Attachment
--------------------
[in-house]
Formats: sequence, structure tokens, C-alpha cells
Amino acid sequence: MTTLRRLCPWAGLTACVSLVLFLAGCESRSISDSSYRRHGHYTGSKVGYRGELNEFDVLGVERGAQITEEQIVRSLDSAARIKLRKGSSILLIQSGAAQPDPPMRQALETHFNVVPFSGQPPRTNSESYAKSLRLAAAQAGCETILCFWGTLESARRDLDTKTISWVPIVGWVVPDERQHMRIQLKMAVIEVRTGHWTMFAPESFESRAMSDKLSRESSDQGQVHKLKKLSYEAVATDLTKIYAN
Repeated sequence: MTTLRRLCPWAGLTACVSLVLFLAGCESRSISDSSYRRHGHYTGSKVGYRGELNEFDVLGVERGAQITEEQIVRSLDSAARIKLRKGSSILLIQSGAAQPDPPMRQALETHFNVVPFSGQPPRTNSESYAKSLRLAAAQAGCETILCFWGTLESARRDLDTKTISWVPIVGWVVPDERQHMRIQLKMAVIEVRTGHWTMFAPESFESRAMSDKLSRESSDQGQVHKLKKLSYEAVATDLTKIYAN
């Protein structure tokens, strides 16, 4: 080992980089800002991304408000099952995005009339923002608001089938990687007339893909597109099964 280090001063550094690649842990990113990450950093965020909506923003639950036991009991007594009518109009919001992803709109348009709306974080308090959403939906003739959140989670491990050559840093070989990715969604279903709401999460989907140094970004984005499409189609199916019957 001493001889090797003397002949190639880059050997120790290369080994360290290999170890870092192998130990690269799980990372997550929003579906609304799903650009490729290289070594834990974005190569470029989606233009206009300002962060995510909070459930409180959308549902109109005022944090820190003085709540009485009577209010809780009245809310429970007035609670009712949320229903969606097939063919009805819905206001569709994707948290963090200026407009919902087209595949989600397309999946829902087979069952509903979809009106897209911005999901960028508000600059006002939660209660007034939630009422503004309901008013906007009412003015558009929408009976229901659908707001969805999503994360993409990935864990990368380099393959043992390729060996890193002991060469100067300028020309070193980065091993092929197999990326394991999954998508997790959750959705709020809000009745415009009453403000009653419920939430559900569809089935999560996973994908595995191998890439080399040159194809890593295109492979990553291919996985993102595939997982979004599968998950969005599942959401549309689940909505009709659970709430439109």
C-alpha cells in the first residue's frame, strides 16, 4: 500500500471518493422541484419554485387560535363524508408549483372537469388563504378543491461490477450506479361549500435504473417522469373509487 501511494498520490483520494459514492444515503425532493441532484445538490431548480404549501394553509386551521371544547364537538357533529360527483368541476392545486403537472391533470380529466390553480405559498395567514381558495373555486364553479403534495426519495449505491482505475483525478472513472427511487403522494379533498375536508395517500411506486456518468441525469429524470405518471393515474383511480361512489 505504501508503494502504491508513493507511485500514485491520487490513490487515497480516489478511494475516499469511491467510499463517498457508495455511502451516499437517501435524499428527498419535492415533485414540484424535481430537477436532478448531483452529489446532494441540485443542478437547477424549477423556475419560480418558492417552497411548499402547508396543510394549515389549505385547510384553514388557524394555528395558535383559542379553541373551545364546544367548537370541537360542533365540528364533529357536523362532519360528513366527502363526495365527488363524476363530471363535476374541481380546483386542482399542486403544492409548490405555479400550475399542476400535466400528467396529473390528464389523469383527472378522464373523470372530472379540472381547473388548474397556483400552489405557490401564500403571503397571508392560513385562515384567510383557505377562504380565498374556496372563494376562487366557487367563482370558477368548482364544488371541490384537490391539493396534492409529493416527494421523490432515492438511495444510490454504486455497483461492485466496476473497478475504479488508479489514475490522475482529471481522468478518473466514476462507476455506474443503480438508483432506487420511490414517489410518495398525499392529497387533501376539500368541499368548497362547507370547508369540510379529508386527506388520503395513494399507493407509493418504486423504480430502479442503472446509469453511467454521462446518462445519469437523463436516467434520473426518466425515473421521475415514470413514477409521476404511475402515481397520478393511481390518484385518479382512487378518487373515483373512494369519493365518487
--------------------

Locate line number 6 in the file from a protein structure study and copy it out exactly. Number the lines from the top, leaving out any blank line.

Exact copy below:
C-alpha cells in the first residue's frame, strides 16, 4: 500500500471518493422541484419554485387560535363524508408549483372537469388563504378543491461490477450506479361549500435504473417522469373509487 501511494498520490483520494459514492444515503425532493441532484445538490431548480404549501394553509386551521371544547364537538357533529360527483368541476392545486403537472391533470380529466390553480405559498395567514381558495373555486364553479403534495426519495449505491482505475483525478472513472427511487403522494379533498375536508395517500411506486456518468441525469429524470405518471393515474383511480361512489 505504501508503494502504491508513493507511485500514485491520487490513490487515497480516489478511494475516499469511491467510499463517498457508495455511502451516499437517501435524499428527498419535492415533485414540484424535481430537477436532478448531483452529489446532494441540485443542478437547477424549477423556475419560480418558492417552497411548499402547508396543510394549515389549505385547510384553514388557524394555528395558535383559542379553541373551545364546544367548537370541537360542533365540528364533529357536523362532519360528513366527502363526495365527488363524476363530471363535476374541481380546483386542482399542486403544492409548490405555479400550475399542476400535466400528467396529473390528464389523469383527472378522464373523470372530472379540472381547473388548474397556483400552489405557490401564500403571503397571508392560513385562515384567510383557505377562504380565498374556496372563494376562487366557487367563482370558477368548482364544488371541490384537490391539493396534492409529493416527494421523490432515492438511495444510490454504486455497483461492485466496476473497478475504479488508479489514475490522475482529471481522468478518473466514476462507476455506474443503480438508483432506487420511490414517489410518495398525499392529497387533501376539500368541499368548497362547507370547508369540510379529508386527506388520503395513494399507493407509493418504486423504480430502479442503472446509469453511467454521462446518462445519469437523463436516467434520473426518466425515473421521475415514470413514477409521476404511475402515481397520478393511481390518484385518479382512487378518487373515483373512494369519493365518487